The troubled 192-acre Manchester Lakes development in southeast Fairfax is the target of a comprehensive review by Fairfax officials, who say they are worried that the project, which was to contain more than 1,300 residential units, might never be completed.

The review is being done by the county's legal staff and the Department of Environmental Management (DEM), which handles all bonding, building permits and site-plan approvals.

Manchester Lakes Associates, a Virginia limited partnership and the developer of the project, is the subject of bankruptcy proceedings and has filed suit against Dominion Federal Savings and Loan Association, the project's major financial backer and an original development partner.

Fairfax officials say they are worried that the financial status of the project and the legal problems connected with it could endanger major road networks and other public facilities promised by developers when the project was approved by Fairfax almost 18 months ago.

Construction on several hundred residential units is almost finished, but work is coming to a halt because homebuilders cannot buy additional land within the development because of legal problems.

In recent months, Dominion Federal constructed several lakes within the project that were needed "on an emergency basis" for storm-water management purposes, according to county officials.

County supervisors called for the review after Supervisor Joe Alexander asked for their support for a major status report on the project. Alexander and other county officials said they are worried that Manchester Lakes could lose its 200 nursing-home beds that have been approved by the state if construction delays continue.

Alexander, within whose magisterial district the project lies, has been a major supporter of the project, which is being built on a former gravel pit and dump. Original plans for Manchester Lakes combined single-family and multi-family homes with housing catering to the needs of the region's increasing number of senior citizens. Some commercial development is included in the project, which is off Beulah Road in the Franconia area. Manchester Lakes abuts the massive Kingstowne mixed-use project recently approved for construction by Fairfax County.

Alexander asked the "staff to review what has been transpiring at Manchester Lakes," charging that "the entire building season has been lost due to the fact that Dominion Federal, the lender who had indicated they were going to take over the project, has not done anything," according to county records.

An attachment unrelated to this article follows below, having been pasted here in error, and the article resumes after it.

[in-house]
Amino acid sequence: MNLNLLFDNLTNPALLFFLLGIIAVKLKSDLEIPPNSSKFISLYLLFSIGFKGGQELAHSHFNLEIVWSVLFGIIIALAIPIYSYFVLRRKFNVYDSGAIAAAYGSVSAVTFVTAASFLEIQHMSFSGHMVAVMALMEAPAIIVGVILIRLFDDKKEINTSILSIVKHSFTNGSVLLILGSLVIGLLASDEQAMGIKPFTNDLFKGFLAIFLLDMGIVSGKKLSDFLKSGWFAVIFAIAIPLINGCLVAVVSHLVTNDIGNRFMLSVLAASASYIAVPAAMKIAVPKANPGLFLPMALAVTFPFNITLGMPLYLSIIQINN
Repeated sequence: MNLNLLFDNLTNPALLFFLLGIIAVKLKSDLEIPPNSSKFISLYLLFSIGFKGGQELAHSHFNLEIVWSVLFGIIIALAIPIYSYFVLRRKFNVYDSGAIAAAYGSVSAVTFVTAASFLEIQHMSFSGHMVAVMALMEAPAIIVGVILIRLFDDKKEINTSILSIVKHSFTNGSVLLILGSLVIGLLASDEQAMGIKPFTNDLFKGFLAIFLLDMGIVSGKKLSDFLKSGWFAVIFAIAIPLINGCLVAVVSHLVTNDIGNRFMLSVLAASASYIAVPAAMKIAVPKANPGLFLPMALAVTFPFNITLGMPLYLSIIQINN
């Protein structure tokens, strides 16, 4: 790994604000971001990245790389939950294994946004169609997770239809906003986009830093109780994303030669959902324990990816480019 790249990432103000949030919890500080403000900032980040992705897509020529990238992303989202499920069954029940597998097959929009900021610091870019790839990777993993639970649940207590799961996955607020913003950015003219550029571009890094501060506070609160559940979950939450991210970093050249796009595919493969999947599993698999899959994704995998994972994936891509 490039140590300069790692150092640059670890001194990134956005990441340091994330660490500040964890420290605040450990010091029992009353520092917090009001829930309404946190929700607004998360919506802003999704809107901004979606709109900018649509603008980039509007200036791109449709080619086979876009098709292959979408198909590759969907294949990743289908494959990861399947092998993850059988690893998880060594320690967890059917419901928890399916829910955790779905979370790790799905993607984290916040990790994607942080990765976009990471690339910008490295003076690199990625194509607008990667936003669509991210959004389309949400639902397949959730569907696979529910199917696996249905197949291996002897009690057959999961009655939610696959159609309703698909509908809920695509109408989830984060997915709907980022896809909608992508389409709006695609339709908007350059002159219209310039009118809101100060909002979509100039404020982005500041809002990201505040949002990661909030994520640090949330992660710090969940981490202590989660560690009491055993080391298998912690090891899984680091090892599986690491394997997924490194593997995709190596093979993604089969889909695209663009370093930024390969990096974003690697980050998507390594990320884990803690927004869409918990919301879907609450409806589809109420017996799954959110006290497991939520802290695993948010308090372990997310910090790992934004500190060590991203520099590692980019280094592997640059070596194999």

Claude Cooper, chief of the DEM, said some "bonds involved in the project are in default" and that "there are problems with" unfinished roads and some sanitation facilities.

"What are they going to do about the proffers promised facilities that were made when the project was approved?" Cooper asked.

DEM Deputy Director William Rucker said his staff does not yet have a list of each section of the large project or what has been bonded for each section. The staff is compiling the information to report to Alexander and the board of supervisors, Rucker explained. Cooper said that developers had promised to complete certain roads by April 15 and their failure to meet the deadline raises questions about how development can proceed.

Cooper and Alexander said they are worried that a road leading from Manchester Lakes to the future Springfield Metrorail station might not be built. Planning commission records call that road the "Metro Connector Spur."

That connector and other roads in Manchester Lakes were supposed to tie in to roads now scheduled to be built in the new Kingstowne project.

In response to Alexander's request for the staff review of the project, attorney William Dorn, representing Dominion Federal, sent Alexander a three-page report, copies of which have been given to all members of the board of supervisors, the DEM staff and the county attorney's office.

After reviewing the document, Alexander called it "bizarre" and said it is a "smokescreen." He said the report "does not satisfy the county's concerns."